Georgian State Coffer Is Electorally Motivated
02 August, 2012

ublic spending in election years is electorally motivated. It is more focused on social programs, short term-employment and a populist agenda in general, as opposed to non-election years. And year 2012 of parliamentary elections is no exception, this is a message sent by Transparency International Georgia (TI Georgia) through its recent report Electorally Motivated Public Spending.

Electorally motivated public spending is a form of arbitrary spending with the primary purpose of gaining votes for the ruling party, or other parties in

government and Georgian government practices this method during each election year.

Actually budgeting is the key to discourage electorally motivated spending. If in an election year a government sets out its budget in great detail, appropriations are less likely to be electorally motivated since it is easy to track where the money goes and how it is spent. Therefore, the country with program budgeting model that puts out detailed framework of each budgetary costs of every public activity around programs leaves less chance to government to misuse the budget on election-campaign purpose. Georgia had a conventional budgeting till 2012 that provided by much less detailed information unlike a program budget and makes electorally motivated spending easier.

Starting 2012 Georgia moved on program budgeting but the examination of the country’s program budget revealed that the switch is more formal than actual. As a matter of fact the 2012 state budget of Georgia is less detailed than the previous budgets “as it no longer breaks down certain expenses into goods, services, subsidies, etc which, making economic classification poorer, helps electorally motivated spending in 2012, a parliamentary election year,” TI Georgia report states.

The analysis of the 2012 state budget revealed number of systemic flaws encouraging electorally motivated spending. One of the top blemishes is non-transparency of the budget spending, namely lack of detailed descriptions of expenditures and lack of transparency how certain appropriations are spent.  This is particularly true of contingency funds of President and government of Georgia, since important details of appropriations from these funds like rationale behind spending, are not available for public scrutiny.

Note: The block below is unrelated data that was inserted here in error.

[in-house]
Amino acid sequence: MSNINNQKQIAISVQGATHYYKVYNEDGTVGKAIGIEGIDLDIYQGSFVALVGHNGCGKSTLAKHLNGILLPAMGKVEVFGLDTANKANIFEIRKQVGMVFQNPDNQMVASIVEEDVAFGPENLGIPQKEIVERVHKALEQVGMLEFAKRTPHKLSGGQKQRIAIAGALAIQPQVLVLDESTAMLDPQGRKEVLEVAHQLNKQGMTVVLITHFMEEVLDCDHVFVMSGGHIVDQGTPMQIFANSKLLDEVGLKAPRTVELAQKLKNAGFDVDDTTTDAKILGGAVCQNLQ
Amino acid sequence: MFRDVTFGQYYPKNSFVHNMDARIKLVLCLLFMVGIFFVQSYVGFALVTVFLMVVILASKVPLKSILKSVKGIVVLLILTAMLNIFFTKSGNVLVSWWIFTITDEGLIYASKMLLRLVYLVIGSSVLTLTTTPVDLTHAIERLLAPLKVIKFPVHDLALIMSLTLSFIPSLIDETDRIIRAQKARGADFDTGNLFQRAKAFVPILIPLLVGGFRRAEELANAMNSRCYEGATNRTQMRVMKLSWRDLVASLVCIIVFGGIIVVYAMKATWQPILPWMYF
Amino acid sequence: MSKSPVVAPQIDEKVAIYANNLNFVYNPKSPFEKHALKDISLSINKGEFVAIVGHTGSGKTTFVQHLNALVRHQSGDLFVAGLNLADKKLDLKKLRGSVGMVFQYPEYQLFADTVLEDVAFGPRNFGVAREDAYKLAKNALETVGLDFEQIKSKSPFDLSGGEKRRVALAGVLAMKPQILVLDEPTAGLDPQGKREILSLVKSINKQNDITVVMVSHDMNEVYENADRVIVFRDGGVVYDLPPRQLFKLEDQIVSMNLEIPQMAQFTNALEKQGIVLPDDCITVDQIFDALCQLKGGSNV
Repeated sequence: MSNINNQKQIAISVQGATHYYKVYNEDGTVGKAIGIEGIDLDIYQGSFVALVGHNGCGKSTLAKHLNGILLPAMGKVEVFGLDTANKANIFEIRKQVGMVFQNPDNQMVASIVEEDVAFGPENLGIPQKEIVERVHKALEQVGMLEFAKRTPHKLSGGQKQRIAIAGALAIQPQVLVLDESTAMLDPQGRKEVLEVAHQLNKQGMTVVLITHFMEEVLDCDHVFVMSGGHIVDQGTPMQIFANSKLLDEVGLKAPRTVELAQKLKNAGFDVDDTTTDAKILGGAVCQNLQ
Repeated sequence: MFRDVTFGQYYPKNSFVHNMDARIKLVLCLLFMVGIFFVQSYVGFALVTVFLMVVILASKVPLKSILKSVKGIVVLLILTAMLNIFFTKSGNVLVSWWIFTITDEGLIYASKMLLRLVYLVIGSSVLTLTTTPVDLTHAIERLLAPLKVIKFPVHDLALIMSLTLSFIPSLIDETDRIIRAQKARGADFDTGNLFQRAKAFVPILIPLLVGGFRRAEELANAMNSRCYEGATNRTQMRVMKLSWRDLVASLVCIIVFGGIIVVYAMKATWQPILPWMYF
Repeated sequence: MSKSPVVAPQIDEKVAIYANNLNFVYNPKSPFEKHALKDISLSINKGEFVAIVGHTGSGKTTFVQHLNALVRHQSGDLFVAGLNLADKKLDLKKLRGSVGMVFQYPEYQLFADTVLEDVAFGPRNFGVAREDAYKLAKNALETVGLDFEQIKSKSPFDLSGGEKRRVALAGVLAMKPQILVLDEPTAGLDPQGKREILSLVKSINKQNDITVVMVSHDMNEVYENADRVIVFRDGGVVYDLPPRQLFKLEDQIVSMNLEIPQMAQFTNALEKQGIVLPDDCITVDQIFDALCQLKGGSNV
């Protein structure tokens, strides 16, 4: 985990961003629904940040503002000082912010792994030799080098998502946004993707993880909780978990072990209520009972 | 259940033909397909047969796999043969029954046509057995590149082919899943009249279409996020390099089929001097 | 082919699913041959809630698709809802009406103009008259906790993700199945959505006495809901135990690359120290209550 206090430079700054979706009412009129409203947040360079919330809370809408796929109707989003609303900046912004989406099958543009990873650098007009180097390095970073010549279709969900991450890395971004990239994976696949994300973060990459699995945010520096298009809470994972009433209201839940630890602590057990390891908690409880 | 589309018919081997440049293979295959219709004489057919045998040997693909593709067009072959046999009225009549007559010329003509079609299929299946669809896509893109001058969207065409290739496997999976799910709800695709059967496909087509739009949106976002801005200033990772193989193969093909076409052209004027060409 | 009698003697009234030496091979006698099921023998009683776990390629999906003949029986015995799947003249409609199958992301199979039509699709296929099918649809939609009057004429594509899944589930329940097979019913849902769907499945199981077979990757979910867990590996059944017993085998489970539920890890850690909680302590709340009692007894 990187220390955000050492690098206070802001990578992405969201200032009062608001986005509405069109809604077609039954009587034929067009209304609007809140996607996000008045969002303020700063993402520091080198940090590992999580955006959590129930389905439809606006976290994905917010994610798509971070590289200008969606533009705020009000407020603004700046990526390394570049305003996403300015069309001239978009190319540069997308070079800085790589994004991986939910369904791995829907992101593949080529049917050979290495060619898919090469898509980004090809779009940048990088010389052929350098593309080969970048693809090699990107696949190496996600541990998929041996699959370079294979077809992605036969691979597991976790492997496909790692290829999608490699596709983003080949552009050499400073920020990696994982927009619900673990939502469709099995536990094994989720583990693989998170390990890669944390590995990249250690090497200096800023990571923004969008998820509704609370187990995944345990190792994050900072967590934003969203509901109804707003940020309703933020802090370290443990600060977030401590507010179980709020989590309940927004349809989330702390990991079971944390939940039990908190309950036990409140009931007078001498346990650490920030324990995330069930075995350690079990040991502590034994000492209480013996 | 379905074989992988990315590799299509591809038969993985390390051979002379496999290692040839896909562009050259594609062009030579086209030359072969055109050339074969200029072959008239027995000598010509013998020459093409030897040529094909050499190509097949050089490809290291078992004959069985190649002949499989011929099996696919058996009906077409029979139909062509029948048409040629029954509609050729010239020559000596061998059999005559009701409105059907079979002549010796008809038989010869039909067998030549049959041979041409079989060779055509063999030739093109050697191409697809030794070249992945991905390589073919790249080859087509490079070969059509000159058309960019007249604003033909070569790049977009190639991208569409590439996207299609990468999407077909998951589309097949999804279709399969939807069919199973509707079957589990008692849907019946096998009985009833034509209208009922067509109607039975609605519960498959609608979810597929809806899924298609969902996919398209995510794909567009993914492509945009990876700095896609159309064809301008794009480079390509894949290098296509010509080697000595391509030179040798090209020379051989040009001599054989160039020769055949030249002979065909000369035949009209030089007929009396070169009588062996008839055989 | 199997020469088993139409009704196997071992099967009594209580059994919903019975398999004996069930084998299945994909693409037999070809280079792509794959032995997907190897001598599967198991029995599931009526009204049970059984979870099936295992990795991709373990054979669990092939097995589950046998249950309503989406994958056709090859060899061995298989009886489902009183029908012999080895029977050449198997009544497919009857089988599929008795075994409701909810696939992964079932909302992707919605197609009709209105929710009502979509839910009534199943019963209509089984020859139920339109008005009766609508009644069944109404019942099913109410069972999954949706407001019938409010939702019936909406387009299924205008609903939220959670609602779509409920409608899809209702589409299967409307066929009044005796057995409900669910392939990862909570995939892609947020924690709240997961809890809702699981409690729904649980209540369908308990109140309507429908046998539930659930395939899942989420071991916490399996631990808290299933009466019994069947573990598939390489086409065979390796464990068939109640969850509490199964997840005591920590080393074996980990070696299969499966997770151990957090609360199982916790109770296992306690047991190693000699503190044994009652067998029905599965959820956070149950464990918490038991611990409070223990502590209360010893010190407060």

These funds fell under severe criticism a week ago as oppositionist MPs accused government in squander of GEL 100 million allocated in reserve funds to finance contingency events like natural disasters. When the disaster stroke Kakheti region on July 19, 2012 government started looking for additional financial sources instead of immediate transferring the due amount of money on liquidation of disaster results.

Certain loopholes in budgetary legislation encourages state budget to be electorally motivated. Since 2012 the Georgian Budgetary Code allows spending institutions a 100% intra-program line item retrenchment, replacing the previous 5% limit thus leaving unlimited freedom to intra-program line item retrenchment enabling spending institutions to shuffle their line items around within their programs with the consent of the Minister of Finance rather than the Parliament.

“We believe this amendment encourages electorally motivated public spending,” TI Georgia experts say. According to them, specific examples of electorally motivated spending is  the Summer Jobs Program for 25 thousand students aimed  to place students with a range of pre-selected employers (in both private and public sector organizations) from July 20 to August 20, 2012 and pay GEL 500 to each student from the state budget. The initiative got GEL 12.5 million from the state budget.

Large-scale employment projects of this kind were deployed by the government always in the pre-election period: before the October 5, 2006 local elections, before January 5, 2008 presidential elections and May 21, 2008 Parliamentary elections.

Governmental social initiatives on distribution of vocational education vouchers worth GEL 1000 to socially vulnerable students, a 25% increase in old-age pensions for pensioners aged 67 and younger and 40% increase for pensioners over 67 that will be ushered in starting September 2012 seem to be a part of election campaign to the upcoming parliamentary and presidential elections.

Besides, government plans to increase coverage of the government-run insurance schemes by more than 100%.

Revisions made to the state budget in May 22, 2012 that cut down appropriations of less populist programs on the one hand and pegged up other more vote-sweeping program appropriations bespeak of electoral motivations. For example funding for the Viticulture Development program increased from GEL 7.75 million to GEL 31.75 million (30.9% increase), while funding for the Sports Development Program increased by 30% to GEL 40.55 million. However, funding decreased by 30% and 50% for the Military Education Development program and the Effective Management of State Institutions respectively.

“The budget of the Department for Viticulture, which includes the appropriation for the program, increased from GEL 7.53 million in 2010 to GEL 10.34 million in 2011. The program is used to subsidize viticulture by paying vine growers a subsidy for each kilo of grapes they grow, which normally takes place in autumn. Autumn 2012 is the time of parliamentary election. Therefore, the threefold increase in the funding for the viticulture program may not be safely thought to be unrelated to the elections,” TI Georgia experts think.

They recommend Georgian government to refrain from using public funds for programs that can be perceived to be electorally motivated rather than serve legitimate public policy priorities and find apt to the State Audit Office to examine rationale behind the questioned programs as well as their proper screening.